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Social Media is like a game of Othello; it takes a minute to learn but a lifetime to master!

Pradeep Chopra, Co-founder
and CEO, Digital Vidya is among the pioneers of digital marketing in India and has
been a part of the internet industry since 1999. As a digital marketing evangelizer,
Pradeep empowers and enables CXOs, Sales and Marketing Professionals, and
Digital Marketing professionals to leverage Digital Marketing for their
organizations.

Pradeep Chopra, Co-founder
and CEO, Digital Vidya is among the pioneers of digital marketing in India and has
been a part of the internet industry since 1999. As a digital marketing evangelizer,
Pradeep empowers and enables CXOs, Sales and Marketing Professionals, and
Digital Marketing professionals to leverage Digital Marketing for their
organizations.

Till Oct 2009, he was
one of the co-founders of OMLogic Consulting, one of the India’s leading
Digital Marketing companies. Prior to OMLogic, Pradeep was a co-founder of
Whizlabs Software, an IT education company, where he built a global brand (using
Digital Marketing) for which Whizlabs won the ‘Most Innovative Indian IT
Company’ award from NASSCOM in 2004. In an exclusive conversation with
AlooTechie, Pradeep Chopra shares some his plans on their recent social media
agency dvBytes and his thoughts about social media marketing in India.

You have been
operating social media knowledge service through DigitalVidya and have already helped
a lot of brands device their social media strategies through your case studies
and workshops. What was the objective behind launching dvBytes as a social
media agency?

All of the founders of dvBytes have been practitioners of
digital media for more than 11 years now and we were among the early adopters
of SEO, SEM services as well as social media. In DigitalVidya, we have been
working with various brands sharing how they could use digital marketing for
their brands. And that is where the idea came in when we understood that brands
are not really aware of what really works. There is a lot of information available
about social media but brands didn’t know how to implement them for their
benefits. That is why we came up with Digital Vidya. All our social media boot
camps have been participated by brands like Nokia, Google, Microsoft, eBay and
lot of FMCG, telecom brands. In every sector we have touched a lot of senior
level marketing guys who have benefited from our boot camps.

There was a constant query from our workshop participants asking
us how can we further support them? We were doing that with DigitalVidya but we
wanted to take that offering beyond the workshops. So that is how the idea of
dvBytes evolved. As we were officially evangelising the social media space with
DigitalVidya, we decided to officially extend our services and support brands
through dvBytes.

What are your
priorities in dvBytes now?

So DigitalVidya workshops will continue and under dvBytes,
we will be offering social media services, Facebook marketing strategies etc to
brands. Another important thing that we are focussing on right now is social
media applications. We feel that social media conversations are best handled
inhouse and hence we don’t see handling doing much of social media conversations
for brands.

According to you, should
focussing on increasing the number of fans or having quality conversations be
the priority of a brand on a social media platform?

See, number of fans is very important! However, sadly, most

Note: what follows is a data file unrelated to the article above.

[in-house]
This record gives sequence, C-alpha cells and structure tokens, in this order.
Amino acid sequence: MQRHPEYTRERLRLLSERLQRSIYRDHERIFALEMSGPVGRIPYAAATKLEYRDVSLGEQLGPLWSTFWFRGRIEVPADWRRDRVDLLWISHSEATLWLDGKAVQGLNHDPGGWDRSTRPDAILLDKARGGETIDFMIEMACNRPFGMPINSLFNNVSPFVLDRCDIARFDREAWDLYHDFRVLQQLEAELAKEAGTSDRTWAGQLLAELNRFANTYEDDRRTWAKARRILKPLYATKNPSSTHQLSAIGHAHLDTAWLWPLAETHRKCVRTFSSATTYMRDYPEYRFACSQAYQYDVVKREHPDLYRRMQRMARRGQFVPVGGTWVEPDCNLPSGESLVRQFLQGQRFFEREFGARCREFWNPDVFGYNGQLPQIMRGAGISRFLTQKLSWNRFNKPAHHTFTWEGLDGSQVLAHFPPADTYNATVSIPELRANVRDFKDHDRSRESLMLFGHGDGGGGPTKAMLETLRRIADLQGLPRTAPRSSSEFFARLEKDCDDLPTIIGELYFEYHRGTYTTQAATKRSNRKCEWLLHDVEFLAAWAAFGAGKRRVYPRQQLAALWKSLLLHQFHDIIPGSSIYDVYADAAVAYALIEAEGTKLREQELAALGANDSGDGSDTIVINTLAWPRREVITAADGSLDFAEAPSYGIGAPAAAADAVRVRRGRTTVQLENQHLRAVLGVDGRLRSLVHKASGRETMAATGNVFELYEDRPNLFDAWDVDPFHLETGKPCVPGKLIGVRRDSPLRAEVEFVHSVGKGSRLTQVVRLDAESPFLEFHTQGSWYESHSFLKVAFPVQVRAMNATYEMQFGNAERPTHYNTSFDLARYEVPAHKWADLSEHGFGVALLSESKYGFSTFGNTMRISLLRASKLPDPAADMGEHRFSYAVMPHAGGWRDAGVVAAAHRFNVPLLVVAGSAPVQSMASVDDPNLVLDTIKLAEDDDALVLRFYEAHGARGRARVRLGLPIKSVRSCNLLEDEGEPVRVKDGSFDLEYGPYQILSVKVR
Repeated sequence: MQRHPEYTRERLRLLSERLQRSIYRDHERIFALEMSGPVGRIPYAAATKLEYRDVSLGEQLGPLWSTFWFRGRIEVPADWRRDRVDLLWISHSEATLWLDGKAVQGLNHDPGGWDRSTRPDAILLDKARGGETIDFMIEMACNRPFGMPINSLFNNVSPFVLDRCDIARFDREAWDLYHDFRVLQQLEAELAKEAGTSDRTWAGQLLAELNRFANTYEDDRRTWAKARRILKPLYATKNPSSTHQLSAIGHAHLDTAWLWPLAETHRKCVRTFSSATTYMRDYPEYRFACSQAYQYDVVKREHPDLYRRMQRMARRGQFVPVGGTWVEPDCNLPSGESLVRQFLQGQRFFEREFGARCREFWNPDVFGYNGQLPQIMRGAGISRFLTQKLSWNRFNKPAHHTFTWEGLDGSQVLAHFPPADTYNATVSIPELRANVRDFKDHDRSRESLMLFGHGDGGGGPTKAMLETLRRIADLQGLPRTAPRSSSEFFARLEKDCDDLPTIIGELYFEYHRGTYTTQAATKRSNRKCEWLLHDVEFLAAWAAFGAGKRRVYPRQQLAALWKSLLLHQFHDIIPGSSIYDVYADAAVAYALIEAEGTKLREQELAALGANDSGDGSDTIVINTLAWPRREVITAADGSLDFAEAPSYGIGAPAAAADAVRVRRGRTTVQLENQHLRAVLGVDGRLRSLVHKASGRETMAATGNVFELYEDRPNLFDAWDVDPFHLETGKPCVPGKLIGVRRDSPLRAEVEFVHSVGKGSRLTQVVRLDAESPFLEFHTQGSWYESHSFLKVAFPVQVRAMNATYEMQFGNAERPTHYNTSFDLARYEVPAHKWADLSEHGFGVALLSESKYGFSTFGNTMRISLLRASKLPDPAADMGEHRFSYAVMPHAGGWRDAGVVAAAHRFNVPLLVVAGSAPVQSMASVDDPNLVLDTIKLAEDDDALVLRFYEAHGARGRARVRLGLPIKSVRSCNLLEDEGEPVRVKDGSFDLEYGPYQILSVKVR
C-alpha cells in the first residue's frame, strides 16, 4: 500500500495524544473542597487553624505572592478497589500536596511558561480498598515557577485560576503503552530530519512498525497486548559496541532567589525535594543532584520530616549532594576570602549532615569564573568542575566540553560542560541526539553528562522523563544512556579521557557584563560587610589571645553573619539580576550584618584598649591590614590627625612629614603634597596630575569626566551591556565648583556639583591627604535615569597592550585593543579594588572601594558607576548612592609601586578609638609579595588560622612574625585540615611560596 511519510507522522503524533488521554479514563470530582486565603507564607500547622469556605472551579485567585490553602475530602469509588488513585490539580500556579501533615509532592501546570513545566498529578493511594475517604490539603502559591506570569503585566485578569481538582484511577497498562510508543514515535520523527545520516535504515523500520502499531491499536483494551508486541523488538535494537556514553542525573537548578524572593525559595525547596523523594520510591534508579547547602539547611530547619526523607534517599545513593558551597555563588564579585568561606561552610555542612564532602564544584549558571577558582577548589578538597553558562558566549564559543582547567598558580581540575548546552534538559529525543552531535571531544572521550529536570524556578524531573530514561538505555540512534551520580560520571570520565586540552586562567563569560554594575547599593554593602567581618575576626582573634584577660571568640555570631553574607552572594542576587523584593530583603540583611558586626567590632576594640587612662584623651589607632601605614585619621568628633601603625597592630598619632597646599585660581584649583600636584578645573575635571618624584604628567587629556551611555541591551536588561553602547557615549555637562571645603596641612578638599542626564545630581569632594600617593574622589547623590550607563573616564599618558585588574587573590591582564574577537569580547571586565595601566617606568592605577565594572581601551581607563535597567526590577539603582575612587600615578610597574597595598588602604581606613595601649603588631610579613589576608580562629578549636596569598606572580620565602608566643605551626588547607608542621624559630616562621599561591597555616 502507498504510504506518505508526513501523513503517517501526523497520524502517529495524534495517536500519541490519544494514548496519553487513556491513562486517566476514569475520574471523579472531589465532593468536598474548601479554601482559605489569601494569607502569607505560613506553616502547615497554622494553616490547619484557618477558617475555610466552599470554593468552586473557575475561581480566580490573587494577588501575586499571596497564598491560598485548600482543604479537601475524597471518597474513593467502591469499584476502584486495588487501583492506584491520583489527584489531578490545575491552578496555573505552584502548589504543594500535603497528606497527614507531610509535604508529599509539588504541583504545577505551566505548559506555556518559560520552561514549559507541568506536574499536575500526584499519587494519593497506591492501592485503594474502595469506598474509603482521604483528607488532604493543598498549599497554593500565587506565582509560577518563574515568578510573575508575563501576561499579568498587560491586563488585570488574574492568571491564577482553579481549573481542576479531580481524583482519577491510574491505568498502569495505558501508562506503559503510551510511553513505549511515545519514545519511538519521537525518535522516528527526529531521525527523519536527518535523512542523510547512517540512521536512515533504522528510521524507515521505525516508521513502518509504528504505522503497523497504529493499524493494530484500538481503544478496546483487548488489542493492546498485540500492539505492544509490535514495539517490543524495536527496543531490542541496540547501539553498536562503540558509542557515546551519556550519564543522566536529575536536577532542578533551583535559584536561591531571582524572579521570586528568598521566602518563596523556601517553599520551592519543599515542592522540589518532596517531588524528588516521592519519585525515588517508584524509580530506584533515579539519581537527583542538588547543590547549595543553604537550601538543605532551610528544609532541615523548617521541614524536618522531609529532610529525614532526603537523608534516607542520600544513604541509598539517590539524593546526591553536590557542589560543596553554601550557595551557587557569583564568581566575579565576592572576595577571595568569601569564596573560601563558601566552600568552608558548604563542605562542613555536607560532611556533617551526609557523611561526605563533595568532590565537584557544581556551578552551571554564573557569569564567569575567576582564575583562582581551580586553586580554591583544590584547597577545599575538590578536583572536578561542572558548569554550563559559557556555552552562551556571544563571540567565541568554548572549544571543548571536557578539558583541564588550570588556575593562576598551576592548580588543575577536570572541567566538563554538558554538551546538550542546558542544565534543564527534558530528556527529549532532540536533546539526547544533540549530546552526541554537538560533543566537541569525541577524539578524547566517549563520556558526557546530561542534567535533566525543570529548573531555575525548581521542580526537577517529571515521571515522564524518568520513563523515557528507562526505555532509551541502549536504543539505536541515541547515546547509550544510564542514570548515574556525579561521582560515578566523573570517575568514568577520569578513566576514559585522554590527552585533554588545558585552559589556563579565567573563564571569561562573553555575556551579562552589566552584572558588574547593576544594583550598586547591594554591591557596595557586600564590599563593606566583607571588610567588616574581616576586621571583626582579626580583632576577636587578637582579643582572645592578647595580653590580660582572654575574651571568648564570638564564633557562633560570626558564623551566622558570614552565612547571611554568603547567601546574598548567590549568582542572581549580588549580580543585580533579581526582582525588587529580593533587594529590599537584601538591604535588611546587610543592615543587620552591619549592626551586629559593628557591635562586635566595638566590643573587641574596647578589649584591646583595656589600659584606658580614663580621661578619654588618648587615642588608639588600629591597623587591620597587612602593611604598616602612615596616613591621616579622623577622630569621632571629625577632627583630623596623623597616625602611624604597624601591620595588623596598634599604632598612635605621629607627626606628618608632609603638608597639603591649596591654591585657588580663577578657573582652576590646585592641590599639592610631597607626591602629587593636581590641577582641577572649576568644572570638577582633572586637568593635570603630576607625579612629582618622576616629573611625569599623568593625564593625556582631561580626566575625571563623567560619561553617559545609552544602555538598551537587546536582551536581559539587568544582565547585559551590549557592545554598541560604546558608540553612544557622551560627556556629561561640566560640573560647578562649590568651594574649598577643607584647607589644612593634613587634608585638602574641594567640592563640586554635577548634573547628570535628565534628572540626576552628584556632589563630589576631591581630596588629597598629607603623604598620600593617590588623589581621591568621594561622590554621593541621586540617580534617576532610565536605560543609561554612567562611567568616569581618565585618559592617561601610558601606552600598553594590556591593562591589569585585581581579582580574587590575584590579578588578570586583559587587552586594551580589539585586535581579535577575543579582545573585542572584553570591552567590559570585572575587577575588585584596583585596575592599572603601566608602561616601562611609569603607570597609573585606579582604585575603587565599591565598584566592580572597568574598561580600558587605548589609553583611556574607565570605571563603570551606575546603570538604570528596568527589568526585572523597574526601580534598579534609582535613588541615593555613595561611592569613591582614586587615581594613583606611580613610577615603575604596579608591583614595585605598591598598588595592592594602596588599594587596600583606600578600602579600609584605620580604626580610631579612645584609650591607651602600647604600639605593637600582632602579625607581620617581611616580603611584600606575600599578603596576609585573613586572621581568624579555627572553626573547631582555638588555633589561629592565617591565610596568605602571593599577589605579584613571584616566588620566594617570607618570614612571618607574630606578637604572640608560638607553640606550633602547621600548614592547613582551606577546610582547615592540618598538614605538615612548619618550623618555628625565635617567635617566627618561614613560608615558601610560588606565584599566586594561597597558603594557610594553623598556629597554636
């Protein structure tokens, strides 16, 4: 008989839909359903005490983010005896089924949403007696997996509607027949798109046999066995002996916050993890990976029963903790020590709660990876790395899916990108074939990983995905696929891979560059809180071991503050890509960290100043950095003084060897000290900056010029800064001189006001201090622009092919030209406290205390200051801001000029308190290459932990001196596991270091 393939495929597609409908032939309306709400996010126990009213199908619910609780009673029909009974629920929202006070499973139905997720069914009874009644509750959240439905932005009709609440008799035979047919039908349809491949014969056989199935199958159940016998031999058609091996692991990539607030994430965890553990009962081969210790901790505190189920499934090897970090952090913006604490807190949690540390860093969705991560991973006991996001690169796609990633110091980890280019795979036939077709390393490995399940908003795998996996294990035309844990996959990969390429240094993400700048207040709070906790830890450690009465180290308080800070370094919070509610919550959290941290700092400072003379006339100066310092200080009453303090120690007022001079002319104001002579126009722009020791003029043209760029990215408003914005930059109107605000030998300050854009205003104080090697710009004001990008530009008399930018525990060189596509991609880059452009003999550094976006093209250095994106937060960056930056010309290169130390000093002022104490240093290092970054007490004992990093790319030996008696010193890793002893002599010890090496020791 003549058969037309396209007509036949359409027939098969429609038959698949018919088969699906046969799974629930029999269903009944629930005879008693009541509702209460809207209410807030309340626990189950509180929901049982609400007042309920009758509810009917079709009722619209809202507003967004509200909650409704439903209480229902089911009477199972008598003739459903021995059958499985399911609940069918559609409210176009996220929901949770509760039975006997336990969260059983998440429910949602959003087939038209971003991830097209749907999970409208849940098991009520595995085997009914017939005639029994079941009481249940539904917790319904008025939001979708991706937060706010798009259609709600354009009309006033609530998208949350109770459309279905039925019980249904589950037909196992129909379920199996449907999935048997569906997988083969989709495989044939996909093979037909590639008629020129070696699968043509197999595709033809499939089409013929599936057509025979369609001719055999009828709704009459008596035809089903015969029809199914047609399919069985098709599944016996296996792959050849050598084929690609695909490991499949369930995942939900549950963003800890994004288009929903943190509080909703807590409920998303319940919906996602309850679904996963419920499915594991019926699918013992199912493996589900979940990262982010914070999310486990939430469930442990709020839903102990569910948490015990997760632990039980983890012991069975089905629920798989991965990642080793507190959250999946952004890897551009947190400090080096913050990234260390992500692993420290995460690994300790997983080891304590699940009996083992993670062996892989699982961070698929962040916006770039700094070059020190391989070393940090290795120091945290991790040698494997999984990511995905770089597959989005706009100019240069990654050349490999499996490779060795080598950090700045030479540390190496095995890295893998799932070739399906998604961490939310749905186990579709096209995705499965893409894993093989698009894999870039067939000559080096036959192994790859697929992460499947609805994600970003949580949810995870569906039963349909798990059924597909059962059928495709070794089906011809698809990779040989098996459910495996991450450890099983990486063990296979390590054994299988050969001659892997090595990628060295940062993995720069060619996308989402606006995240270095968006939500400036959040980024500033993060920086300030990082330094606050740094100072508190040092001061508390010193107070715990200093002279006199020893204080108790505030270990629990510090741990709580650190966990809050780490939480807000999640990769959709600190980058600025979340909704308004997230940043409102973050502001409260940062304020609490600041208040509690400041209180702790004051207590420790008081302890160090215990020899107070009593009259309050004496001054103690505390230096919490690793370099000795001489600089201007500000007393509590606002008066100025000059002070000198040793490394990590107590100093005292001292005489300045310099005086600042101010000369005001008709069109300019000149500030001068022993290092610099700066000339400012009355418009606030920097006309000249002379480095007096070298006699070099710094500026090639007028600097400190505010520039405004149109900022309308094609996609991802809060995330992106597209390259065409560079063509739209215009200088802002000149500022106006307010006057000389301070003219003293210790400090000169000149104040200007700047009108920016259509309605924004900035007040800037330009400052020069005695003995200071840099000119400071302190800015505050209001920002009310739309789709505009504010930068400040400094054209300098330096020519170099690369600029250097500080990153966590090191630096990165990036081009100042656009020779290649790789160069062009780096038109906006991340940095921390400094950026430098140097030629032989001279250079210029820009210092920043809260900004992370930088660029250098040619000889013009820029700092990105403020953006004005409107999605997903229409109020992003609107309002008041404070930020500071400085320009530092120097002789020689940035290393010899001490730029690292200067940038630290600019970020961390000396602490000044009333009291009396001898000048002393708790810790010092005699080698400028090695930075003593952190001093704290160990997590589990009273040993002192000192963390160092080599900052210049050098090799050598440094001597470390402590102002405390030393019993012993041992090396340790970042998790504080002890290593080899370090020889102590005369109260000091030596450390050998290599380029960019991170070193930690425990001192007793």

of the brands, even today, have not been very successful in leveraging their
fanbases. The general practice is that a brand manager goes to an agency and
says, “Our competition has 3 lakh fans and we have 1 lakh. Get us to that
number.” Hence many companies have come up who have 200 people working from a
basement and creating false profiles on Facebook and thus increasing the
fanbase of a particular brand. So as I would say, during the dot com era, hits
were more misused, today likes are misused.

Moreover, brands think that if they have 100,000 fans on
Facebook, then their messages are being read. But they don’t realise that most
of the content on Facebook is consumed through the news feeds and the truth is
that not more than 10 per cent of the fans see the message. Hence if the content
is not engaging and catchy people won’t see that content. Ching’s Secret, Pepsi,
MTV, Vodafone ZooZoos are some of the brands that are doing this well as they
are creating engagement through their content. Ching’s’ Secret have recently
crosses 700,000 fans on Facebook and there are posts which have got 20 lakh
views. If an FMCG company even wants to target a fraction of that, they will
have to spend a lot on any other medium. If with every post a day, the company
is able to reach out to a couple of lakh people, over a month that will mean a
huge number. The kind of content that works on Facebook is education and
entertainment. So if the content is educative and entertainment oriented and
still having a brand connect, that should definitely work well in engaging the
fans.

The cost of acquiring
a fan on Facebook in India is Rs 2 to Rs 4, whereas in US, they cost around a
dollar. How do you see the social media spends getting big in India and how do
social media agencies make profit?

People make mistakes only when they don’t have their objectives
defined. If one doesn’t have an objective, then the only social media activity
they can do is to focus on the number of fans. And there are end numbers of
ways to acquire fans. For example, Indonesia is a country where one can get large
numbers of Facebook fans at cheapest rates, followed by Turkey. So cheaper fans
are available everywhere.

For an agency, there are different models. One is the media
buying model which follows the traditional media buying model. Another model is
the cost per fan, which is equivalent to performance marketing in digital. The client
will provide the demographics, age and location of the fans they want to
acquire and the agency delivers that. But at the end of the day, we want to clients